1. Simple, secure, Identity. Make it trivial for you users to login with a single username/password, single-sign-on, multi-factor authentication.
  2. Decouple authorisation from Identity and from each Application.

Once these are achieved you can simply, securely, move access to individual systems to the users who need them. Those digitally disenfranchised users can access that corporate Intranet, including if their employment has been suspended, including if they have no corporate email address, device, VPN.

Evolving beyond the VPN

For many years the VPN was the gold standard of remote security. You kept your inside network isolated except for a few users with curated software on managed devices.

The VPN has a large cost. Managing the client software. It’s a stateful device, it does not scale well as we add users. It doesn’t behave well with foreign network firewalls. But, and most importantly in 2020, it nearly completely breaks remote collaboration tools. A VPN forces all traffic through the corporate network. So your video conferencing flows from your home to your company, and then back out to the Internet to the other people. In this model the corporate network becomes a choke-point: rather than scaling as you add staff, your performance drops off, the productivity goes down. Work from home has accelerated this problem.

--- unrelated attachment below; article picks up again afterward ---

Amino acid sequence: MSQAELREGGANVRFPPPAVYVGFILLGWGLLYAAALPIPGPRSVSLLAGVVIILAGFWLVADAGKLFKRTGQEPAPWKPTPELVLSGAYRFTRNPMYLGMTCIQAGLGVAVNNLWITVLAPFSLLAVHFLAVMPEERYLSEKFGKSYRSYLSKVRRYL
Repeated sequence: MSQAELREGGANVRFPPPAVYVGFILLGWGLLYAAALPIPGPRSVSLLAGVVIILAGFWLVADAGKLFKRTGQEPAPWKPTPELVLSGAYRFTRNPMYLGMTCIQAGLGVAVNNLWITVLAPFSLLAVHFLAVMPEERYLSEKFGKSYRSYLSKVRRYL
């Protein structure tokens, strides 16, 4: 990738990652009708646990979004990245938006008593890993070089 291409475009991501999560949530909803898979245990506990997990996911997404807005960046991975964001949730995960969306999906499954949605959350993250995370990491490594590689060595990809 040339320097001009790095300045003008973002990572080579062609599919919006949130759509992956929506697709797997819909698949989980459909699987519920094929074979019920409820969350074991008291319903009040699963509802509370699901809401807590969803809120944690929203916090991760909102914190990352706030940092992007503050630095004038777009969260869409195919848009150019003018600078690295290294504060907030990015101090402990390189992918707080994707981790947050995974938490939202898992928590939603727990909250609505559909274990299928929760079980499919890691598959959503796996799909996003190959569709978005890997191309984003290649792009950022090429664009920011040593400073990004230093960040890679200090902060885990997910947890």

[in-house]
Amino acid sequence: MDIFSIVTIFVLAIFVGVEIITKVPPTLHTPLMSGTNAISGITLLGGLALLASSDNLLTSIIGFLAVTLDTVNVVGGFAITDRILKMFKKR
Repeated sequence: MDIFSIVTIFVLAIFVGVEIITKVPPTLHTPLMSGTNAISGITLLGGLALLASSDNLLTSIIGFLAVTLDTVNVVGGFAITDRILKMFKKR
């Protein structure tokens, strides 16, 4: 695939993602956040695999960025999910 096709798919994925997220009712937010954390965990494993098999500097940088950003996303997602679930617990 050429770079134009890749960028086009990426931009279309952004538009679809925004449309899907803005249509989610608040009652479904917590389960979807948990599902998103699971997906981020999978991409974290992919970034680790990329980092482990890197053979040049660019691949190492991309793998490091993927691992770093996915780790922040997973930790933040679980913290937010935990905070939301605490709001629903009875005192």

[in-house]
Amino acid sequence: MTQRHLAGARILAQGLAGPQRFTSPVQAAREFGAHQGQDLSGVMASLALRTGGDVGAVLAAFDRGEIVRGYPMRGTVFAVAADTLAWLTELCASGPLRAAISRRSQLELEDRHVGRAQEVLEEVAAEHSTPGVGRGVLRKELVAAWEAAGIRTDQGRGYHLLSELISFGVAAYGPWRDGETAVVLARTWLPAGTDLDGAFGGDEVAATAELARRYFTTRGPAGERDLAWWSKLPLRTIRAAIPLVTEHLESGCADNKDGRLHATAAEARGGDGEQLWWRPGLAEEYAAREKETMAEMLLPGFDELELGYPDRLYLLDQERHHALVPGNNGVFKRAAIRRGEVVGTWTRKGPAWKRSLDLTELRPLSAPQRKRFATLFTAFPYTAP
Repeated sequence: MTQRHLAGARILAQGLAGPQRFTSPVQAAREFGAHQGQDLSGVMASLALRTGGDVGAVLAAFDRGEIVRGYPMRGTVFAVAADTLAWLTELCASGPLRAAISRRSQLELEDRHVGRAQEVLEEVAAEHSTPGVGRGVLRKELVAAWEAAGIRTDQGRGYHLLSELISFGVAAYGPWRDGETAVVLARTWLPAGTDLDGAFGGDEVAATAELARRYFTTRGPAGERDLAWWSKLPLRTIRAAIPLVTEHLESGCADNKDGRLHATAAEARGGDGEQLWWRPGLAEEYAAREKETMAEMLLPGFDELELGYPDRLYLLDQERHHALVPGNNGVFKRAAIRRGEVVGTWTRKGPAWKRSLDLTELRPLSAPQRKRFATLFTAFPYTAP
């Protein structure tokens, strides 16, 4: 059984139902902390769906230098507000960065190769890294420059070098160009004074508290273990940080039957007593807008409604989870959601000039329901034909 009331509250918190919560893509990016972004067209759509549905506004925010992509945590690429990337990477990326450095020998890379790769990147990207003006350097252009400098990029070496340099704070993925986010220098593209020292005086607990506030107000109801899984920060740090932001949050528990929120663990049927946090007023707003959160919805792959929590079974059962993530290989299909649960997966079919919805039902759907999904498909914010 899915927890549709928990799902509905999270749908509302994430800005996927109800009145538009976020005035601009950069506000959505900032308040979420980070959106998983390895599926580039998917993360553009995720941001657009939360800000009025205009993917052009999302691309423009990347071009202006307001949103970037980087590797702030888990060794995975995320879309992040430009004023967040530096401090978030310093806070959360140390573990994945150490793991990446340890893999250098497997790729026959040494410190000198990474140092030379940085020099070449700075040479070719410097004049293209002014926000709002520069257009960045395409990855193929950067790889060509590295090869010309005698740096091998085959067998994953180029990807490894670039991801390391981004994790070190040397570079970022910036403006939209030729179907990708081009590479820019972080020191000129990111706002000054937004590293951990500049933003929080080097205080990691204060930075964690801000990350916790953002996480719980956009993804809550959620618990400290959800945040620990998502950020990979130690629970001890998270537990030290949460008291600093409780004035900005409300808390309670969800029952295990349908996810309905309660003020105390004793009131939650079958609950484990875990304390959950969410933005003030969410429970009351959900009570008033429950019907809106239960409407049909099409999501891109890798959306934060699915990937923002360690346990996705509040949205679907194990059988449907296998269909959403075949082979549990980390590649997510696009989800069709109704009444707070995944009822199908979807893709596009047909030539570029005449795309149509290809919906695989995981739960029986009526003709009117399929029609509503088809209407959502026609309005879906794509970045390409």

The VPN also was masquerading as a secure solution. Years ago every server had a well-known port and IP. VPN rules, in conjunction with a firewall, were written to try and segment, isolate all pairwise communication. Now that users are remote, mobile, we cannot know their IP. Some services have moved to SaaS and cloud, the IP is unknowable. Many organisations now have little or no network segmentation. The VPN has become a giant on-off switch rather than a precision allow/deny method. Once you VPN in, you are infinitely trusted, the opposite of zero-trust.

Zero Trust provides a means for each connection to assert who its from, and to what it is going, with what requirements. This can be policed in a very fine grained fashion without the bandwidth or security challenges of the VPN. Treat each application as if it were on the public Internet, then secure it, no VPN is needed.

Identity Evolved, Multi-Factor Authentication Simplified

Identity is core to a person. They are the same person whether they use USER@gmail or USER@corp to identify themself. A core method of simply demonstrating identity is OpenID Connect. This secure, web-based protocol works with all devices. It is simple enough for the average consumer to use. You often see it as “Login with Google” or “Login with Facebook”.